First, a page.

An international poll has revealed the world’s least tolerant countries – with Hong Kong at the top of the list and Britain near the bottom.
The global social attitudes study claims that the most racially intolerant populations are all in the developing world, with Bangladesh, Jordan and India in the top five.
By contrast, the study of 80 countries over three decades found Western countries were most accepting of other cultures with Britain, the U.S., Canada and Australia more tolerant than anywhere else.
The data come from the World Value Survey, which has long been measuring the social attitudes of people in different countries, as reported by the Washington Post.
The survey asked people what types of people they would refuse to live next to, and counted how many people chose the option ‘people of a different race’.
Researchers have suggested that societies where more people do not want neighbours from other races can be considered less racially tolerant.
The country with the highest proportion of ‘intolerant’ people who wanted neighbours similar to them was Hong Kong, where 71.8 per cent of the population would refuse to live next to someone of a different race.
Next were Bangladesh on 71.7 per cent, Jordan on 51.4 per cent and India with 43.5 per cent.
Racist views are strikingly rare in the U.S., according to the survey, which claims that only 3.8 per cent of residents are reluctant to have a neighbour of another race.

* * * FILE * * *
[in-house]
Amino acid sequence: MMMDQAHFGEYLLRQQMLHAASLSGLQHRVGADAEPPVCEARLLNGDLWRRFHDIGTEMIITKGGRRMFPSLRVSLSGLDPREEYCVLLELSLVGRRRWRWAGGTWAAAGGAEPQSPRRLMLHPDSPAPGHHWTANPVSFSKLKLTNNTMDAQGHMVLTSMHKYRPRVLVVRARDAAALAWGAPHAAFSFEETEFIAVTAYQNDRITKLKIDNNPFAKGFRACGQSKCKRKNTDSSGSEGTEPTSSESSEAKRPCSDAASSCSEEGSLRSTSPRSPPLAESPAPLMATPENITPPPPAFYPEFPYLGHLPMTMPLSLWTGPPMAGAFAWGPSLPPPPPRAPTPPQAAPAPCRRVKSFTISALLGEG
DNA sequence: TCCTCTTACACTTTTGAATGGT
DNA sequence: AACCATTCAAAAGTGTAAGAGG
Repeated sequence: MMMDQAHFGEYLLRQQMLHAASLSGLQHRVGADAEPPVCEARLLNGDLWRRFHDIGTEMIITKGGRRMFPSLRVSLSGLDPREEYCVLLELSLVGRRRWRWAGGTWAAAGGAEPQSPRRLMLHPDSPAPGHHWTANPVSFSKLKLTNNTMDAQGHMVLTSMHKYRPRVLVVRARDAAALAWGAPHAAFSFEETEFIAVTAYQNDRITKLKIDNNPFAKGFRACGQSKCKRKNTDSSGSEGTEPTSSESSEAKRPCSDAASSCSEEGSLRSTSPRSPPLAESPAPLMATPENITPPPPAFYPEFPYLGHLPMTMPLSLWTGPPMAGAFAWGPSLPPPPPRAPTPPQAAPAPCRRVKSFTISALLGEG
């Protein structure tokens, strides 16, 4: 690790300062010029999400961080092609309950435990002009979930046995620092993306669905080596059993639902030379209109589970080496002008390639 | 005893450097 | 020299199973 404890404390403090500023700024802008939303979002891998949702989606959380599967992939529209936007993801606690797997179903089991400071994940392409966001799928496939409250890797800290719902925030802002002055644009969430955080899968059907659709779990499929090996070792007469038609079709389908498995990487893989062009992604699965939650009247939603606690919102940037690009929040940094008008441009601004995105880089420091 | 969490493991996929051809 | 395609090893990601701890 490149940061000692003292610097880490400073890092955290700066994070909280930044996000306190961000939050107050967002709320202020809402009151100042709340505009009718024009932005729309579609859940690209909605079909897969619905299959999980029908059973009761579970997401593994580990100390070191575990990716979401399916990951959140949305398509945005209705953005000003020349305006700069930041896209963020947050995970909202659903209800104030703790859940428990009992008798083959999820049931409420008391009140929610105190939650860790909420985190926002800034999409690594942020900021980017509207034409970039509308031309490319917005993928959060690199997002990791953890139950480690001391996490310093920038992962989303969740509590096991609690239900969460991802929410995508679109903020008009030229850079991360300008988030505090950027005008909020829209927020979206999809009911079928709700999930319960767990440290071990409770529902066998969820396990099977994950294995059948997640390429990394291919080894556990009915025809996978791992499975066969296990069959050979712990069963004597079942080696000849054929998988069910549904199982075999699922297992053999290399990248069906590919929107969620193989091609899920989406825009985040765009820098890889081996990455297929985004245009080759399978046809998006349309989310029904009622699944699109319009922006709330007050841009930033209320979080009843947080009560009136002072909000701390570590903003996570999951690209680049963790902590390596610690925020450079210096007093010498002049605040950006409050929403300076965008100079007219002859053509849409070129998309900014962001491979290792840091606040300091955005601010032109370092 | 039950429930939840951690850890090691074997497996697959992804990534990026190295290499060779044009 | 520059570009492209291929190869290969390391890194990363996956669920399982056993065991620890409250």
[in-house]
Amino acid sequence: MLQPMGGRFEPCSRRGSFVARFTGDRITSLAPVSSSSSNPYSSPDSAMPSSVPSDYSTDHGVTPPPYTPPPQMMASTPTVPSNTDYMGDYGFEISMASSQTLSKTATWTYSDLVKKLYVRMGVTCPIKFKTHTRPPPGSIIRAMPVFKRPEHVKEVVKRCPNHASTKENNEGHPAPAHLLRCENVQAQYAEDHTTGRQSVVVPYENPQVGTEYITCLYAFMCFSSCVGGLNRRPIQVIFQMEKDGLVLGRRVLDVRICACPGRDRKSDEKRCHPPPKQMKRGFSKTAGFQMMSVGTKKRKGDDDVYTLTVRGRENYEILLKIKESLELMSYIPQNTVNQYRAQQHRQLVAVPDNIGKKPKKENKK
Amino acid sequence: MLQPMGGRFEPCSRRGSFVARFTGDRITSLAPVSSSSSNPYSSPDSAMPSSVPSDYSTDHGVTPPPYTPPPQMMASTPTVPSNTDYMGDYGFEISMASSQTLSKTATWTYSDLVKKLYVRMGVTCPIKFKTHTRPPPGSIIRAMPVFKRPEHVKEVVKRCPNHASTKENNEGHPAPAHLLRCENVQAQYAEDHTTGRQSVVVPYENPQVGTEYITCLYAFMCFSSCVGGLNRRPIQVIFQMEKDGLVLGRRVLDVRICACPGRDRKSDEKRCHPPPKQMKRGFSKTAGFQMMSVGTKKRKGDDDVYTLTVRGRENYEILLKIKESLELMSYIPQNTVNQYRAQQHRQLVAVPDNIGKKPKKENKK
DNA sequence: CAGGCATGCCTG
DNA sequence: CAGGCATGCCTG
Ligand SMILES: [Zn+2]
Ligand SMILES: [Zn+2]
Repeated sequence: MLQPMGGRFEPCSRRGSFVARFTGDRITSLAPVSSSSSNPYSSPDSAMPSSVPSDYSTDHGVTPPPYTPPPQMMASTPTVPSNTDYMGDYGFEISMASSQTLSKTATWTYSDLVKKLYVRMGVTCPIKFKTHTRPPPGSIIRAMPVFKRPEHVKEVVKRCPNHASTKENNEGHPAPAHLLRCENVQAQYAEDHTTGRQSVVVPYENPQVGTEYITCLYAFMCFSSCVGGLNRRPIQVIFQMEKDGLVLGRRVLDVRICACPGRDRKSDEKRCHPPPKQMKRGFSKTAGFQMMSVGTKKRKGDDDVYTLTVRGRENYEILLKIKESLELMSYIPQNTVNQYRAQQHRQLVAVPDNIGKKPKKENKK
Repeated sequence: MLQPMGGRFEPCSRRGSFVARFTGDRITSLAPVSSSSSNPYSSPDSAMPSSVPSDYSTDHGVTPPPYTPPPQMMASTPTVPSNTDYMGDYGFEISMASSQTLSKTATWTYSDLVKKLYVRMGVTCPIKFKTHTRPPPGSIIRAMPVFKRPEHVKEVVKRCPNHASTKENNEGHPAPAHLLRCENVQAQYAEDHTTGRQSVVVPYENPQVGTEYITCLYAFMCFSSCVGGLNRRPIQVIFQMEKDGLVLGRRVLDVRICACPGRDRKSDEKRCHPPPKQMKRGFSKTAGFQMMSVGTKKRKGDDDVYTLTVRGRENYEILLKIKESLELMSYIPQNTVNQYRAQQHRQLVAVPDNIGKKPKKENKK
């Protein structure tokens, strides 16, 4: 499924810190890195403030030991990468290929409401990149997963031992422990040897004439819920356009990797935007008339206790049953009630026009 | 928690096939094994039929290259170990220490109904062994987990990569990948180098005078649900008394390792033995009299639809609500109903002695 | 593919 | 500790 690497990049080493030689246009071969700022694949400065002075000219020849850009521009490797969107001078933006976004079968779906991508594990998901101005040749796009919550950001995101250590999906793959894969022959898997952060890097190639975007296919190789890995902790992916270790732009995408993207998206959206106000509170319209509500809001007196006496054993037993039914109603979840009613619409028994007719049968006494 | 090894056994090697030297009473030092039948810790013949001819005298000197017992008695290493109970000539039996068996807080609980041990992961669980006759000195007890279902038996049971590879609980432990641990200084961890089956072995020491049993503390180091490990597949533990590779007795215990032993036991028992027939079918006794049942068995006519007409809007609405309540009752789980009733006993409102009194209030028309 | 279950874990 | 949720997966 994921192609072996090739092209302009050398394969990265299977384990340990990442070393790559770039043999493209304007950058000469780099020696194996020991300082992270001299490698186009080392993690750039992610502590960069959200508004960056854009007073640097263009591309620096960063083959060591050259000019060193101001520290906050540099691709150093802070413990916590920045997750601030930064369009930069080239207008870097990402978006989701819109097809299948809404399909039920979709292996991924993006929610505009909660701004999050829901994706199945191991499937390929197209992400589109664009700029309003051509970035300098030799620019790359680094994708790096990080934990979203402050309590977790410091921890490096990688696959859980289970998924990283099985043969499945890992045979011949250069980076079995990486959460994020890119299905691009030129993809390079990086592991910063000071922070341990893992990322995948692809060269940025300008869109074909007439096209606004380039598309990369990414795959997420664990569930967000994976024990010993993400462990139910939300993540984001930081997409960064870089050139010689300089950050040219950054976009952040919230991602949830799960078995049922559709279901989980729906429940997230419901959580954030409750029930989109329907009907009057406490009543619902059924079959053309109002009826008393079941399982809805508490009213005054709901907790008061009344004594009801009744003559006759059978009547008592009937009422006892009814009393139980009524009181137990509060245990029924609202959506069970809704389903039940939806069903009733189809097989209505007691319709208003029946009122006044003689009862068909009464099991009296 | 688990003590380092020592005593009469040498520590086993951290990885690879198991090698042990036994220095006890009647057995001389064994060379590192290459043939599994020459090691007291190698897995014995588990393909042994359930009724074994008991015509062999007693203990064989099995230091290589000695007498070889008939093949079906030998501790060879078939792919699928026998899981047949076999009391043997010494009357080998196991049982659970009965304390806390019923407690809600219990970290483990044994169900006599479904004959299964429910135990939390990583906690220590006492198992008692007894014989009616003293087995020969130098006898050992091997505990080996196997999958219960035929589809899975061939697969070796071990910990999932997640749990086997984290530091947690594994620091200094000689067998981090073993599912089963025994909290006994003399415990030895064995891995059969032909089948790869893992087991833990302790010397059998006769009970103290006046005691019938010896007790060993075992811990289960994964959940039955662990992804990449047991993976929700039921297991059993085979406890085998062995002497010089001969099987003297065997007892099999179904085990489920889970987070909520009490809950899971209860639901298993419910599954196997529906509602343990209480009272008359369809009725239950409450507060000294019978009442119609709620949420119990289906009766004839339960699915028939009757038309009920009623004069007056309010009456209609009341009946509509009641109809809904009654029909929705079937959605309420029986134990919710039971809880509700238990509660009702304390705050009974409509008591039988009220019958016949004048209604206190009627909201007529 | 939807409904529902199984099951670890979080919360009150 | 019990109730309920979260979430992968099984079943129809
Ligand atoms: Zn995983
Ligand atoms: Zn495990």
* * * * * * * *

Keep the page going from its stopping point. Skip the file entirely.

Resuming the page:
Other English-speaking countries once part of the British Empire shared the same tolerant attitude – fewer than five per cent of Britons, Canadians, Australians and New Zealanders showed signs of racism.
People in the UK are also tolerant of other differences such as speaking a foreign language or practising an alternative religion – for example, fewer than two per cent of Britons would object to having neighbours of a different faith to them.
Similarly, fewer than one in 20 people in most South American countries admitted harbouring prejudice against other races.
The Middle East, which is currently dealing with large numbers of low-skilled immigrants from south Asia, seems to be a hotbed of racial tension, however.
Europe is remarkably split – the west of the continent is generally more tolerant than the east, but France is a striking outlier with 22.7 per cent of the French rejecting neighbourhood diversity.
Some have pointed out problems in the survey data, claiming that because the polls span a long period of time they are an unreliable guide to current attitudes.
However, a more serious flaw could be the fact that in most Western countries racism is so taboo than many people will hide their intolerant views and lie to the questioners.
Max Fisher of the Washington Post suggested that maybe ‘Americans are conditioned by their education and media to keep these sorts of racial preferences private, i.e. to lie about them on surveys, in a way that Indians might not be’.